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Authors: Bonnie Dee

Captive Bride

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Captive Bride

By Bonnie Dee

San Francisco, 1870

Huiann arrives in America expecting to be wed to a wealthy businessman. She no sooner disembarks from the ship than she realizes Xie is not looking for a bride: Huiann is worth more to him as a high-end prostitute.

Though her fate is better than that of other Chinese women forced into the sex trade, she has no intention of waiting for Xie to sell her virginity to the highest bidder. At the first opportunity, she escapes and disappears into the city.

When a beautiful woman takes refuge in his store, Alan’s life changes forever. He’s spent the last five years trying to forget the horrors of war, and had almost given up hope of finding love. He hires Huiann as his housekeeper, and though they can only communicate through signs and sketches, they quickly form a bond that transcends the need for words.

But Xie is determined to recover his property, and love may not be enough to protect Huiann from his vengeance.

Dear Reader,

A new year always brings with it a sense of expectation and promise (and maybe a vague sense of guilt). Expectation because we don’t know what the year will bring exactly, but promise because we always hope it will be good things. The guilt is due to all of the New Year’s resolutions we make with such good intentions.

This year, Carina Press is making a New Year’s resolution we know we won’t have any reason to feel guilty about: we’re going to bring our readers a year of fantastic editorial and diverse genre content. So far, our plans for 2011 include staff and author appearances at reader-focused conferences such as the RT Booklovers Convention in April, where we’ll be offering up goodies, appearing on panels, giving workshops and hosting a few fun activities for readers.

We’re also cooking up several genre-specific release weeks, during which we’ll highlight individual genres.

So far we have plans for steampunk week and unusual fantasy week. Readers will have access to free reads, discounts, contests and more as part of our week-long promotions!

But even when we’re not doing special promotions, we’re still offering something special to our readers in the form of the stories authors are delivering to Carina Press that we’re passing on to you. From sweet romance to sexy, and military science fiction to fairy-tale fantasy, from mysteries to romantic suspense, we’re proud to be offering a wide variety of genres and tales of escapism to our customers in this new year.

Every week is a new adventure, and we want to bring our readers along on the journey. Be daring, be brave and try something new with Carina Press in 2011!

We love to hear from readers, and you can email us your thoughts, comments and questions to [email protected]. You can also interact with Carina Press staff and authors on our blog, Twitter stream and Facebook fan page.

Happy reading!

~Angela James

Executive Editor, Carina Press www.carinapress.com

www.twitter.com/carinapress

www.facebook.com/carinapress

Dedication

For all women who have suffered or continue to endure injustice.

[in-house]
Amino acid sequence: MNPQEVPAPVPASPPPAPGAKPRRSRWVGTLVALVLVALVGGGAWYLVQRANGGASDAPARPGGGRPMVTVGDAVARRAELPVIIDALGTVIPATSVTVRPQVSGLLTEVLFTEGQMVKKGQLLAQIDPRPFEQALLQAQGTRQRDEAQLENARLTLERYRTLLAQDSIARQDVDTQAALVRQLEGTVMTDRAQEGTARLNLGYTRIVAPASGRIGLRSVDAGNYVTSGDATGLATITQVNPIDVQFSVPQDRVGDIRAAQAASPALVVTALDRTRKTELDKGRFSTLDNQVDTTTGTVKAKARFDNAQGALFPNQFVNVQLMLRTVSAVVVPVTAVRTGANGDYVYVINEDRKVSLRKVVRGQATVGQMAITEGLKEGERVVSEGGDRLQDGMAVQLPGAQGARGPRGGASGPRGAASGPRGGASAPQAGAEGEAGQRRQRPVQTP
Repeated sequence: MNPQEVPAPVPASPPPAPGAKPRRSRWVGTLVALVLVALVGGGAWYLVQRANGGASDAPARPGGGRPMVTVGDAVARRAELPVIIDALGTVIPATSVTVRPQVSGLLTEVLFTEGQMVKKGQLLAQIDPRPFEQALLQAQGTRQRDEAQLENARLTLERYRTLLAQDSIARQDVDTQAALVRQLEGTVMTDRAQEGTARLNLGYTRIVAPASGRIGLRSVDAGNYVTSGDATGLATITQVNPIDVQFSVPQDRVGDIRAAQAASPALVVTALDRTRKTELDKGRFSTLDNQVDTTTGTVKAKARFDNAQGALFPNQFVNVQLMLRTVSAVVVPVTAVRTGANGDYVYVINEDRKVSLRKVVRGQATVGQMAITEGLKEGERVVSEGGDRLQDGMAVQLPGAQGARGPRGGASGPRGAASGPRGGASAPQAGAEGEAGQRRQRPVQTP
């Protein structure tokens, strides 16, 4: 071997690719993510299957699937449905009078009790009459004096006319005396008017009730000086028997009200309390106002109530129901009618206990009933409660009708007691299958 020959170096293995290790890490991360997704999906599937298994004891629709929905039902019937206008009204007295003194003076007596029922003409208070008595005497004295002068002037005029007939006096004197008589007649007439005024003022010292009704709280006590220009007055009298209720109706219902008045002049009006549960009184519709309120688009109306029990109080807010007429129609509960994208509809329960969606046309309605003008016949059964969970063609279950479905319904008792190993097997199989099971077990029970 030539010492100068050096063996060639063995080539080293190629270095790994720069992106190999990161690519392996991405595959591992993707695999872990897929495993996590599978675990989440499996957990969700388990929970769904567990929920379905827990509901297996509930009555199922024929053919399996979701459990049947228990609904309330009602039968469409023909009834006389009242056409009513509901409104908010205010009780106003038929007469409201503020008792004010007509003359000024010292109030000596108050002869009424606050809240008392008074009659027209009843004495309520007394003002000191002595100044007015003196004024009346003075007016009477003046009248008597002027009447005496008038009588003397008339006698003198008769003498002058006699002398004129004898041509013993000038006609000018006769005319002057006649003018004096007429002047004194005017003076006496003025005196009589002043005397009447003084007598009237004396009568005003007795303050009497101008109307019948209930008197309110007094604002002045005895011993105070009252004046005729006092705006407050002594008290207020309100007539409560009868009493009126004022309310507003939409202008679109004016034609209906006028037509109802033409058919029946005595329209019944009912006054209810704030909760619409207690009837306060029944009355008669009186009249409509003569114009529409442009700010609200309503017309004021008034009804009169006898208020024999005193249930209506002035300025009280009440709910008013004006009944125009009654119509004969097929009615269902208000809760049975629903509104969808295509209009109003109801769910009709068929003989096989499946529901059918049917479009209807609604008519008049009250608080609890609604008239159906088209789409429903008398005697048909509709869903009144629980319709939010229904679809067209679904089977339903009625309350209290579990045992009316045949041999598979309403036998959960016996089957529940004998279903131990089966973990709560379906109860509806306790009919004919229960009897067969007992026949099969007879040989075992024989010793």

Chapter One

1870, off the California coast
Clouds were painted on the flat blue-gray sky, not even a gull disturbing the barren heavens. From great black stacks, ribbons of white billowed behind the rapidly moving ship. Although the steamer cut steadily through the waves, it seemed it wasn’t moving at all—

as though Huiann would spend the rest of her life standing on this deck, waiting for her new life to begin.

When she imagined meeting her husband for the first time, she wavered between nervous anticipation and wrenching fear. Was he handsome, ugly, old, young? Would he treat her gently and listen to her thoughts or expect her to keep silent about her ideas as she tended his house? She hadn’t been allowed to ask such questions when her parents announced she was to be a bride.

Huiann’s parents had found their three daughters husbands one by one, but by the time it was her turn, the family’s prosperity was depleted. So when prosperous American businessman Xie Fuhua sent his agent Lui Dai to secure a bride from the home country and the man spotted Huiann walking in the park, it was considered a miraculous blessing.

“The gods have favored my employer, Xie Fuhua, with riches to match his name,” Lui Dai explained to Huiann’s father. “Any family would be lucky to make 6

Captive Bride

such an alliance. With your daughter’s favorable face and family name, she’ll be the perfect bride for him.”

“Our ancestors smile on us today! Such a husband will give you a secure future,” her mother assured her, and in less time than it took to steep tea, the contract was signed and sealed, along with Huiann’s fate. She was to be married to the illustrious Xie Fuhua upon her arrival in San Francisco.

Although Huiann had always dreamed of traveling to foreign lands, faced with the reality her heart ached for Suzhou, her beautiful town on the Yangtze, which she might never see again. Her parents would rest with their ancestors by Lake Taihu while she would be buried far from home.

What would her new home be like? Would her in-laws accept her into their family with warm embraces or be disappointed in the bride their son had acquired from the home country? A mother-in-law could make her new daughter’s life heaven or hell on earth. And with Huiann’s impatient nature, she was quite likely to do something to earn chastisement and bring shame upon her family name. It was as inevitable as the west wind blowing.